My friend Jackie’s birthday is next week and she’s been dating a new guy that she met on JDate for about three weeks now. She’s mentioned it’s her birthday, and he mentioned celebrating it, but she called me to ask what to do next: should she mention it again and see if he asks her out for her birthday? Or should she make plans and let him take the initiative to ask her out later that week? And if he does ask her out to celebrate on her birthday, should she accept?

Birthdays are a precarious subject… on one hand, you want to be with the person you’re dating. On the other hand, is it too soon to expect that? And what if you break-up next week? Are you going to be pissed that you “wasted” a birthday celebration? Or will you appreciate it for what it was?

My take: unless you’re in a serious, committed relationship, just make plans with your family and friends and save another night to celebrate with your date. It doesn’t have to be anything over-the-top, a candle stuck in the dessert with a quick rendition of “Happy Birthday to You” should suffice if it’s early on in a relationship. No present is expected or necessary, aside from having your date pick up the check.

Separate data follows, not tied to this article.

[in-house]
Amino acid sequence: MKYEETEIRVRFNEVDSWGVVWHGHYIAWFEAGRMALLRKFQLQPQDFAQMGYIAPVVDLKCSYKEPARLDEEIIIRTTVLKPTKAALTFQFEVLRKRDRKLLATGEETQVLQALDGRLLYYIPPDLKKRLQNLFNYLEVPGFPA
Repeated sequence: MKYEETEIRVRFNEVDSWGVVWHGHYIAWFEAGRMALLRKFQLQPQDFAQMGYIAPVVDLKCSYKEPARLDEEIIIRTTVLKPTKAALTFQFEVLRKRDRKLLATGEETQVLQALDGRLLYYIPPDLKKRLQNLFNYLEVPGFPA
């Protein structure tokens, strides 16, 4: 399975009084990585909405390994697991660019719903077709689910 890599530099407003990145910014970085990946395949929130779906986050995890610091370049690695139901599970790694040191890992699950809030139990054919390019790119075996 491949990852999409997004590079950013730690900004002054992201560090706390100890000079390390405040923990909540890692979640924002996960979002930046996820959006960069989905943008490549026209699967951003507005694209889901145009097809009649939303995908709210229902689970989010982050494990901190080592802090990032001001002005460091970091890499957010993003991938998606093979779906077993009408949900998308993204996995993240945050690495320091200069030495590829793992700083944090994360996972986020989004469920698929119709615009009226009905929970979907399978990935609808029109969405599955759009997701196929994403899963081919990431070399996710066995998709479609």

And if you’re poly-dating, and each date wants to celebrate your birthday, well then lucky you — your birthday just turned into a week-long celebration!


Pipe Dream Soul Mate

by Haley Plotnik under Online Dating,Relationships,Single Life

When I was in high school, I once had a very interesting experience with a guy I’ll call “Greg.” Greg and I weren’t close friends, but we were in the same friendship circles. Sophomore year, Greg was eating lunch near me and was talking about what type of girl he wanted. He was saying he wanted her to be around 5’7”, blond, tan, blue-eyed, and toned with a slight bit of curve. Notice every trait is physical. That aside, Greg wasn’t willing to compromise on more than a few perfectly nice, smart, attractive girls because they didn’t meet his criteria.

Fast forward to the next school year. We had an Italian exchange student, “Veti,” come to our high school. She was sweet, adorable, and nice. Physically, Veti met every single one of his requirements. She was breathtaking. I came home and told my mom about the new exchange student. My mom and I were taking a long walk around town, and we ran into Veti. She smiled dazzlingly at us and waved. “Oh my gosh,” my mom said. “I thought you were exaggerating. She really is amazing. She’s physically perfect!”

Loads of guys at my school had the reaction my mom had. What’s more, this Veti didn’t even know how amazingly spectacular she looked and was a very humble person.